Tuesday, June 28, 2011

Feedsack Quilt as Chemical Weapon

So, last week I bought an unfinished top with what looked like perhaps feedsack fabric in it.  It was 94 inches by 36 inches, and been pieced on newspaper, and was cheap.  Ten bucks, including shipping.  The seller felt it was a "cutter" and so promised no great condition.

I have a long, narrow space where I needed some art, so I bought this with an eye toward that, thinking I'd just back it, pillow case method, to preserve the newspaper it was pieced on and allow it's patina to just be. The primitive condition of the quilt would add a certain je ne sais qua.

My first clue that it had just a little too much patina was my dogs ecstatically sniffing, and trying to roll on, the unopened envelope it came in.  Opening the envelope unleashed a holy terror of patina, olfactory version.  The kind of smell that makes your eyes water and your nose drip.  I took it out to the porch, optimistically thinking that a little time in the open air would take care of things. After a few days, it seemed better, so I brought it into the house and gingerly pinned it to the place on the wall I was thinking of hanging it.
All seemed well until I left the room, and when I came back, well, it smelled B.A.D. in there, and so back out to the porch it went.  Closer examination showed that, while this poor top was folded, Mrs Mouse had chewed straight through.  And then raised a family in it.  Maybe more than one family.  The newspaper back had been so carefully removed that not one complete word remained, so there went my lofty idea of dating it from the back. I carefully repaired Mrs Mouse's remodeling efforts.

It seemed too fragile to wash.  But the fabrics were compelling, and the slapdash arrangement of the blocks was interesting.  I decided to quilt it, and then wash the hell out of it.  But a long narrow quilt?  So narrow as to be unusable?  Couldn't do it.  I dug around in a bag of fabric I had just bought from a gal who had decided she didn't like quilting.  As I dug, I discovered what her problem might have been.  Every single four patch block that you see above in the completed quilt had a slip of paper pinned to it, with a letter and number for where it should be sewn.  Every block had evidence of having been sewn to a neighbor and then unpicked.  It made me discouraged just looking at it. So, I ripped off all the little notes, sewed them together any old way, and added them to the sides of the top. The four patches are all repros, and sort of fade into the background.  I think that is a good outcome. The only fabric choice I made in this quilt was the little bit of white and black polka dot in the upper left hand corner of the first picture.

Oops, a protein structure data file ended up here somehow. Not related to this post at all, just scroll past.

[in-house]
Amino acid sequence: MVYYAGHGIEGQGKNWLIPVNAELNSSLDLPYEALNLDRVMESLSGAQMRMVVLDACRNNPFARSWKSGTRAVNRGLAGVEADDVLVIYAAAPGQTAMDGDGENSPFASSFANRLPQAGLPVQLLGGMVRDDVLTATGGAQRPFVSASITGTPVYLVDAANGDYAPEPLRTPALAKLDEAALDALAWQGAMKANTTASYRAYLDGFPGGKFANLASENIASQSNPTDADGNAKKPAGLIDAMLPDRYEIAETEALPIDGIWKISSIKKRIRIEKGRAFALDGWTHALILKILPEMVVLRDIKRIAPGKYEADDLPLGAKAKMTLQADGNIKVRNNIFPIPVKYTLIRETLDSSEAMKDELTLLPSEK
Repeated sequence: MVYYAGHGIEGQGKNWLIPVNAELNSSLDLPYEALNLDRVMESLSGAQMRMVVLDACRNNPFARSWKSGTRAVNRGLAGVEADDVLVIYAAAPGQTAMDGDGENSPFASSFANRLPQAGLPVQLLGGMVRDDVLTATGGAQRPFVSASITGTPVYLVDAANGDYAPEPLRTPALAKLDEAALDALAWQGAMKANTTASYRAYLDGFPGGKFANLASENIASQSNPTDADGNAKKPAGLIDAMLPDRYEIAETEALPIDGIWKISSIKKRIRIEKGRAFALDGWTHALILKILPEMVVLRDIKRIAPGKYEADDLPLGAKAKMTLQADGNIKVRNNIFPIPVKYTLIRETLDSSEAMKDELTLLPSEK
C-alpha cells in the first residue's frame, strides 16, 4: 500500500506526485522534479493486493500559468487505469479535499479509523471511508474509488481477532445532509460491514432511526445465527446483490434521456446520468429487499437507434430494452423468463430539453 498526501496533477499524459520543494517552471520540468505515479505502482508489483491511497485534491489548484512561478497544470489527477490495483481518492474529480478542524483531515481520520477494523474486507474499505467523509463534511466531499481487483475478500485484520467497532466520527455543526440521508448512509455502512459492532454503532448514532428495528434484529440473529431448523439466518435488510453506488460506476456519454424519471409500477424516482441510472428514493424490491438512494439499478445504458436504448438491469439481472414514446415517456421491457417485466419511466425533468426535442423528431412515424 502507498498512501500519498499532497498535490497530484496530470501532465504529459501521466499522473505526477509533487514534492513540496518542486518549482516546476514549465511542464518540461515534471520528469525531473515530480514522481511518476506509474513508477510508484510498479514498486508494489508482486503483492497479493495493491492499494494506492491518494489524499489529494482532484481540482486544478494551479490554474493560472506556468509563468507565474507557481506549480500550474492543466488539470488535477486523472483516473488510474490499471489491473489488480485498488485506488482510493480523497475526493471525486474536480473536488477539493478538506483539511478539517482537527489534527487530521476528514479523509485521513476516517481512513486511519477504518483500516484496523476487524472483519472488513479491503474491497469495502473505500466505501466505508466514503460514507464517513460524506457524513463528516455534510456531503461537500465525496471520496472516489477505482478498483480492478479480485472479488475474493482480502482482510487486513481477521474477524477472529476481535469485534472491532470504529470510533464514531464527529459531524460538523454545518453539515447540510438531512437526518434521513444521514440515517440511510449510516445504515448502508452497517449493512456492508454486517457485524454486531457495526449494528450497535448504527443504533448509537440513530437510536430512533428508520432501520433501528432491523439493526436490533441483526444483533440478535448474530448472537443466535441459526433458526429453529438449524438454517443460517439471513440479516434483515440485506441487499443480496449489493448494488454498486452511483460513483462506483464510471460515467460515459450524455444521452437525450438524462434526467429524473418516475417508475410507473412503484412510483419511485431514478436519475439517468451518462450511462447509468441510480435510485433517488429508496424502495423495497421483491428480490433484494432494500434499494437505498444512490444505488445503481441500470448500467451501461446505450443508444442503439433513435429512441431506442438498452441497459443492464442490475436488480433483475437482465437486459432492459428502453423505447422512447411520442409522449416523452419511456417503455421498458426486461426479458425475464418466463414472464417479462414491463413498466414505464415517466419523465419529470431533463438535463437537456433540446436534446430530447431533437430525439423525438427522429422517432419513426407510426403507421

I had to pin it outside, on the grass, and quilt with the window WIDE open.  I used a walking foot to make big, all over fans.  It was a race against the obnoxious smell the whole way. I got it done in two days, and I think that is some kind of a record for me.  With a bit of fear, I washed the whole darn thing in a bunch of Oxyclean and Orvus paste today, wondering if I would open the washer to find a lumpy batt, the backing, and shreds of former fabric.  However, my, and the old quilt tops's luck held.  It smells just fine now, and I think it is happy.  I know I am!

If anyone has any educated guesses on the age of the fabrics, I'd be happy to hear.  None of the plaids are yarn dyed- they are all printed.  All of it is cotton, except one piece that might be linen.
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Clare said...

Well done you!

Fabric? Hmmmmm - 70's?

Magpie Sue said...

How cool that you brought two quilters together in one top - who probably never would have met otherwise! What a great rescue job.

Those bright prints look like 40's or 50's to me.

Penny said...

In your last picture - the grey and white plaid fabric with the yellow flowers - I have some of that fabric in a quilt my grandmother made and she died in 1957, so I would guess at least some of that fabric is from that time frame. By the way, she also pieced her quilts with newspaper.

Cheryl's Teapots2Quilting said...

I like it. Everyone's combined efforts (and the washing machine) helped it turn into a nice quilt.

DragonPoodle said...

wowzer! you are a quilter after my own heart. what a terrific rescue story. I used to think I was the only one crazy enough to do stuff like this, but there are plenty of us out here.

June D said...

What a fun project you made this out to be! I really admire you for finishing it up - not just sealing it in plastic bag to do another time. It's really nice looking now too - great job! Glad I clicked to see your blog entry!

Anonymous said...

The prints strike me as ones I've seen from mt family and photos as being late 1940's to mid-fifties. Pre-madras plaid of the early to mid sixties, anyway. All bring back mostly fond memories. Nice job ob the rescue!